More Texas Outages Could Be On The Way As ERCOT Struggles To Manage Power Supply
As many as 3 million electricity customers across Texas are still out of power and more outages may be on the way Tuesday evening, according to the state's grid manager.
In an update with reporters Tuesday afternoon, representatives from the Electric Reliability Council of Texas said that while some supply was regained today, they actually lost supply from other generators due to the cold weather.
"We haven't been able to add as much back during the course of the day as we'd like to," said Dan Woodfin, senior director of system operations at ERCOT. "And what we have added back, we're hoping to keep online but if additional generation doesn't become available as the day goes on, we might actually have to take some of it back offline to maintain that power supply balance."
Demand for energy has skyrocketed as Texans want to heat their homes during the frigid temperatures of the winter storm.
Record electricity use amid the storm put unprecedented strain on the grid. ERCOT initially announced shorter rolling blackouts to lessen that strain, but ultimately had to move to more sustained outages.
"We broke the prior winter record for ERCOT by a lot — basically shattered the record," said CEO Bill Magness. "We saw more demand from this set of weather events than we have ever seen in the winter. Almost as much as we see at the peak of our summer."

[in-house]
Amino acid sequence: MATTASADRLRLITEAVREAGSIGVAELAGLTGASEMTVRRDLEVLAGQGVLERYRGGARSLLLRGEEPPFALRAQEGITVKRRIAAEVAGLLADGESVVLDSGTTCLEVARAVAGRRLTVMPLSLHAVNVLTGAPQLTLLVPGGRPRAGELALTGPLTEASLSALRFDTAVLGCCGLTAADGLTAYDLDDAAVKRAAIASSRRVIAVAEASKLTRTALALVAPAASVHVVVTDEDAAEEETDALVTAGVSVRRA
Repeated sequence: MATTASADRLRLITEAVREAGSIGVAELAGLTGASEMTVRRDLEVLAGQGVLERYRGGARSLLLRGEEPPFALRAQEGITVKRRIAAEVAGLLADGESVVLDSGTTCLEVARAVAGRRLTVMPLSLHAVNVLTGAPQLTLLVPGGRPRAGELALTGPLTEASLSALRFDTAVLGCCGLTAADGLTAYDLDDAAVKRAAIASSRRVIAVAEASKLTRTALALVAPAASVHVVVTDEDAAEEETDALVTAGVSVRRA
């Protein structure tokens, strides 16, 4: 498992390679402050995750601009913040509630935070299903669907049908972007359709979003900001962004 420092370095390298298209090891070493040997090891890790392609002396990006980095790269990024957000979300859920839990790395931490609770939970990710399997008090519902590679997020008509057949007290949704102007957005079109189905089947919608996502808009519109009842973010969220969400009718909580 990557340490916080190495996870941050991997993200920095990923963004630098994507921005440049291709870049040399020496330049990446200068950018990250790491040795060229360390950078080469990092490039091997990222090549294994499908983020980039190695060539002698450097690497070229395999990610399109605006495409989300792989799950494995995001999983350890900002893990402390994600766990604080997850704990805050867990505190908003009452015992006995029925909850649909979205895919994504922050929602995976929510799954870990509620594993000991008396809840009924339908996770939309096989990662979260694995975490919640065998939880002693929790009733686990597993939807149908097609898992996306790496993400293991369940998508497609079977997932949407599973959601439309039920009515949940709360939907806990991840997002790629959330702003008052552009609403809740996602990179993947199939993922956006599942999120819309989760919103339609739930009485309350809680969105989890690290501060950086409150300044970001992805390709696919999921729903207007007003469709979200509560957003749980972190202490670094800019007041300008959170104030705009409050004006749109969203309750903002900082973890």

Supply is also under strain. A quarter of the generators in Texas are failing to produce energy because the freeze challenged so many.
Some reasons for the diminished supply are frozen wellheads, pipes and instruments at thermal power plants. Icy turbines have also limited generation from wind sources.
The majority of the loss supply — 65% — was due to problems with gas, coal and nuclear generators. Renewables such as wind turbines in West Texas and the coast are responsible for most of the remainder of the shortage.
The imbalance of supply and demand are causing ERCOT to intentionally cut power for some customers. Officials say permanent damage could come without these controlled and temporary blackouts.
"We can’t let ourselves tumble into a situation where by acting prematurely — and I hate to say it because it's been such a long event — that we end up in that blackout that could last you know an indeterminate amount of time, maybe months in order to speed the resolution," Magness said.